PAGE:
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Aregbe: The New ‘Guardian Of The Word

Have you ever been blessed to sit down with Aregbe, listening to succinct messages of development? Do you know that listening to him is a trip to the gym for the reasoning faculties? Do you know that each time he engages you, bright sparks between history and fiction illuminate new strategy to move humanity further…”
Yusuf
November 6, 2018 2:32 pm

Have you ever been blessed to sit down with Aregbe, listening to succinct messages of development? Do you know that listening to him is a trip to the gym for the reasoning faculties? Do you know that each time he engages you, bright sparks between history and fiction illuminate new strategy to move humanity further to civilization? Hurray! A new school is born. Do you know that admission into the school is in progress? Can you believe that the curriculum of this multi-campus school covers all aspects of human life…. politics, religion, science, technology? Do you know that the official matriculation of the school will be conducted on 27th November, 2018 as Ogbeni Rauf Adesoji Aregbesola signs out as Governor of the State in Osogbo City Stadium? Are you aware that various programmes have been lined up celebrate this man of strategy in different cities in our country as a true harbinger of development? Do you know that he is a true giant in strategy?

Do you know what it takes to be a giant in strategy? Come along, please. Strategy is a rare high-level plan to achieve one or more goals under conditions of uncertainty. The term came into use in the 6th century AD in Roman terminology. It crept into Western vocabularies in the 18th century. It is simply a detailed way to try to pursue political ends by setting goals, determining actions to achieve the goals, and mobilizing resources to execute the actions to benefit the largest number of people. Various researchers offer their opinions on Strategy. One of them is Henry Mintzberg. He sees it as a pattern in a stream of decisions used in planning. Henrik von Scheel sees strategy as the activities to deliver a unique mix of value, choosing to perform activities differently or to perform different activities than rivals. Max Mc Keown argues clearly that “strategy is about shaping the future” and is the human attempt to get to “desirable ends with available means”.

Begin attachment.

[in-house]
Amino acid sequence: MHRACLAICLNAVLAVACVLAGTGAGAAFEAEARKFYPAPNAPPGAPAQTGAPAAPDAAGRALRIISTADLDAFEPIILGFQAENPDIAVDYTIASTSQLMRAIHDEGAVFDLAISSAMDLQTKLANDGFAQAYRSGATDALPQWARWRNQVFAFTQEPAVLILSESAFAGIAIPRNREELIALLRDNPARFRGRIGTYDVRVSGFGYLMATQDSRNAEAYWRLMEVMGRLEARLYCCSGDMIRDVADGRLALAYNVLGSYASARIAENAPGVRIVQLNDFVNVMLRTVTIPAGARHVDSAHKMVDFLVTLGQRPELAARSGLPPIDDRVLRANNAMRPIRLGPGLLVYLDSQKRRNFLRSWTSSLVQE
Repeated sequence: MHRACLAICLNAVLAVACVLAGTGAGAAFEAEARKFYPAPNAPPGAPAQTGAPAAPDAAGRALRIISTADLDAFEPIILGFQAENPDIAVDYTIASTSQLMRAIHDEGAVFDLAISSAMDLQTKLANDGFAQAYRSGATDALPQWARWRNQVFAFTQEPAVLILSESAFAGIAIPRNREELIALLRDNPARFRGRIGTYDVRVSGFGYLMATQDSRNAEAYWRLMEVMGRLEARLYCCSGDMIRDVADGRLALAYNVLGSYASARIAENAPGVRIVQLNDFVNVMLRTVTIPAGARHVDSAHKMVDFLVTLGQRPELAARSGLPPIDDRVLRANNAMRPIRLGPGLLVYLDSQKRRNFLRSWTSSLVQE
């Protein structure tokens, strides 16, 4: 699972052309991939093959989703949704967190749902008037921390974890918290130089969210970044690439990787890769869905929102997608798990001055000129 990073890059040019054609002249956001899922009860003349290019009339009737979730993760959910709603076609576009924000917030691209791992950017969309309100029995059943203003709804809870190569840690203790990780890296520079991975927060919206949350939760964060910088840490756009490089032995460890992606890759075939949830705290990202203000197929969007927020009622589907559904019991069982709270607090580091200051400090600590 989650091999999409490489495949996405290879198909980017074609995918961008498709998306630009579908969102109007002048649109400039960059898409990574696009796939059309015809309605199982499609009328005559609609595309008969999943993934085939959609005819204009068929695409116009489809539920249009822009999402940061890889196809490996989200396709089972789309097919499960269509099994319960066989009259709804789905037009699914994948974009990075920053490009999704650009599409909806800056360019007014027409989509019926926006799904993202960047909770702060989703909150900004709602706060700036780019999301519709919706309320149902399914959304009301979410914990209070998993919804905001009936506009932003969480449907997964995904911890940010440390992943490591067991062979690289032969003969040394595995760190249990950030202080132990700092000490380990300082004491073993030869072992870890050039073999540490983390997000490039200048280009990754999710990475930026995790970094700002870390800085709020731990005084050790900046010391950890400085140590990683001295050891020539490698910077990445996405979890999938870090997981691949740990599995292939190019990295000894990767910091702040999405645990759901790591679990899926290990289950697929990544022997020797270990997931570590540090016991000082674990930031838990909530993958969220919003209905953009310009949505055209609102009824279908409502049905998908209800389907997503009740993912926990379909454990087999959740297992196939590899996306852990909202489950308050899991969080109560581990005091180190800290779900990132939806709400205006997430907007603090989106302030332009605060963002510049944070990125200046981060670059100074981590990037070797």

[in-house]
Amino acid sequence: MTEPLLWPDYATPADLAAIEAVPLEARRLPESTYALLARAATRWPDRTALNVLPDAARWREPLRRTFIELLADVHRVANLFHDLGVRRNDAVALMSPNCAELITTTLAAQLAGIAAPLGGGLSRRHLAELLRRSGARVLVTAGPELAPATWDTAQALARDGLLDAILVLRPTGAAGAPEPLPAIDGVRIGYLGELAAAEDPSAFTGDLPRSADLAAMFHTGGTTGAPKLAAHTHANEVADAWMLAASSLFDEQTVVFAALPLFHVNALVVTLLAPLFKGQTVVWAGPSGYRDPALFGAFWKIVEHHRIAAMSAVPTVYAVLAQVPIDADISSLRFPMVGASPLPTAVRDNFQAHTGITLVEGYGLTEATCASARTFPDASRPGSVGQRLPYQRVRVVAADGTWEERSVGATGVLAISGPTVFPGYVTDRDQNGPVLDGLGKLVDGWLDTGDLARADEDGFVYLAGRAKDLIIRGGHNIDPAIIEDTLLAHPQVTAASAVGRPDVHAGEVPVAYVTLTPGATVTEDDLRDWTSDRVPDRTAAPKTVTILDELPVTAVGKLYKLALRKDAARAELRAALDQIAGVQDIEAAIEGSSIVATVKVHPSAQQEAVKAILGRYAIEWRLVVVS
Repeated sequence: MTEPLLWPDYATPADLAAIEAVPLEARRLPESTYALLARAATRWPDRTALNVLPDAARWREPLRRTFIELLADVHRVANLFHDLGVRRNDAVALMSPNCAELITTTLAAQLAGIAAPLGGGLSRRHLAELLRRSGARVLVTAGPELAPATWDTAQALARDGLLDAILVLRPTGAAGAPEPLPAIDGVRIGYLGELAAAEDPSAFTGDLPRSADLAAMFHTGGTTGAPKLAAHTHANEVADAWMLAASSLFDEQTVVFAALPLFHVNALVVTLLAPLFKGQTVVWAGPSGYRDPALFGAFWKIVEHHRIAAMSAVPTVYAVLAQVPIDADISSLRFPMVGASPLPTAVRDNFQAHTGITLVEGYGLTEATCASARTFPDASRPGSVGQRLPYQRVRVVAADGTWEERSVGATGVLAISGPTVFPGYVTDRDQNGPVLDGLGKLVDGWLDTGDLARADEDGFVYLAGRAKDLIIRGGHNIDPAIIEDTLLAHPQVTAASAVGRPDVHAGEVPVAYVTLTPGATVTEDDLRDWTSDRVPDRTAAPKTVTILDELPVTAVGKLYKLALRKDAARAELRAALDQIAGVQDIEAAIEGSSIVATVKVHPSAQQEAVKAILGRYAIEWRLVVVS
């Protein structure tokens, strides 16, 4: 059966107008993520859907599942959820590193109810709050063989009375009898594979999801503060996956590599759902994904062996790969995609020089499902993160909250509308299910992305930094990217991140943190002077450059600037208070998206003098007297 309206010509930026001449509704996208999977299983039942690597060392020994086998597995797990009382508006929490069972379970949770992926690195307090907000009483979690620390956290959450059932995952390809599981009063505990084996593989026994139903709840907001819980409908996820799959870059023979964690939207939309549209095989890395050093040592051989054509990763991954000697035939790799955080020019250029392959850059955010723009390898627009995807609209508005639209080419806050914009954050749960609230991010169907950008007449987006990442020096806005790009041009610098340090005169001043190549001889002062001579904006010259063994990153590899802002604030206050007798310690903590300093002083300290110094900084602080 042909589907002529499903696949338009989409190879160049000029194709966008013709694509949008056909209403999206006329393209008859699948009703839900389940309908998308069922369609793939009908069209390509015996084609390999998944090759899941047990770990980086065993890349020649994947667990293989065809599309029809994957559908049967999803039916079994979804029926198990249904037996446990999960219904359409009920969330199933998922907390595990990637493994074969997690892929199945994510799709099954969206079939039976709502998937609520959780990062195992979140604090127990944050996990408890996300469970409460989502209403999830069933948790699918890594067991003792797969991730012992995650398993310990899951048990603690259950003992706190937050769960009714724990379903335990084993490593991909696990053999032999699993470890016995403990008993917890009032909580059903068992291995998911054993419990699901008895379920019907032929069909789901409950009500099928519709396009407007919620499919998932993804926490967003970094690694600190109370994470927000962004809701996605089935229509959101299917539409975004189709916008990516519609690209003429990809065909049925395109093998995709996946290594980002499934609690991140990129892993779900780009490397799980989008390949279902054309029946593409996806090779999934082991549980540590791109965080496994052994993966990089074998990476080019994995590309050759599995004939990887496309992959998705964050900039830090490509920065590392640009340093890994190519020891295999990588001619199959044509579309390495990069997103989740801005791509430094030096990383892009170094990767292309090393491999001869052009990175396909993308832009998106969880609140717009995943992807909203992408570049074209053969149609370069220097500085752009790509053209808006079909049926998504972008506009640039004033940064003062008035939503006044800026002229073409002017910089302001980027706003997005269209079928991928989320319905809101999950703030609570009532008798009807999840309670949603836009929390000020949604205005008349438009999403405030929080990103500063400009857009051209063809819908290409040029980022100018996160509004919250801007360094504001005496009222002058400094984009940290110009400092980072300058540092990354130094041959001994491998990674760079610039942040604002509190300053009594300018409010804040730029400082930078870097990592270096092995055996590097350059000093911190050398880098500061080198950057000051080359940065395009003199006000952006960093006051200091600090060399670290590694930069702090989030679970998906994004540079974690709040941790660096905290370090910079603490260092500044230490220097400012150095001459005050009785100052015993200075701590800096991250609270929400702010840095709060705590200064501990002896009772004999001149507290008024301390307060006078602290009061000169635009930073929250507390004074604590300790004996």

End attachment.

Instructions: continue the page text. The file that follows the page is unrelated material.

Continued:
Do you know that this stream of thought is supported by Vladimir Kvint when he defines strategy as “a system of finding, formulating, and developing a doctrine that will ensure long-term success if followed faithfully.” Richard Rumelt describes strategy as a type of problem solving design that has an underlying structure (kernel). The kernel has three parts: namely: a diagnosis that defines or explains the nature of the challenge; a guiding policy for dealing with the challenge; and coherent actions designed to carry out the guiding policy. There are variants of strategy which include but not limited to military, business and political strategy. Bruce Henderson cuts in: “Strategy depends upon the ability to foresee future consequences of present initiatives.”

In the view of F. Graetz, strategic thinking creates more value by enabling a proactive and creative dialogue, where individuals gain other people’s perspectives on critical and complex issues. Strategic thinking includes finding and developing a strategic foresight capacity for an organization, by exploring all possible organizational futures, and challenging conventional thinking to foster decision making.

Have you read the book titled: “Thinking Strategically: The Competitive Edge in Business, Politics, and Everyday Life is a non-fiction book by Indian-American economist Avinash Dixit and Barry Nalebuff, a Professor at Yale School of Management? Do you know that the book discusses issues of strategic behaviour, decision making, and game theory that are very incisive to real life and crystallizing the best options to move humanity closer to civilization? Hurray! Aregbe’s School of Leadership and Strategy is born. We all need the School to teach us lessons in Social Protection and Public Administration. Wallahi! You care for more? A time-out, please.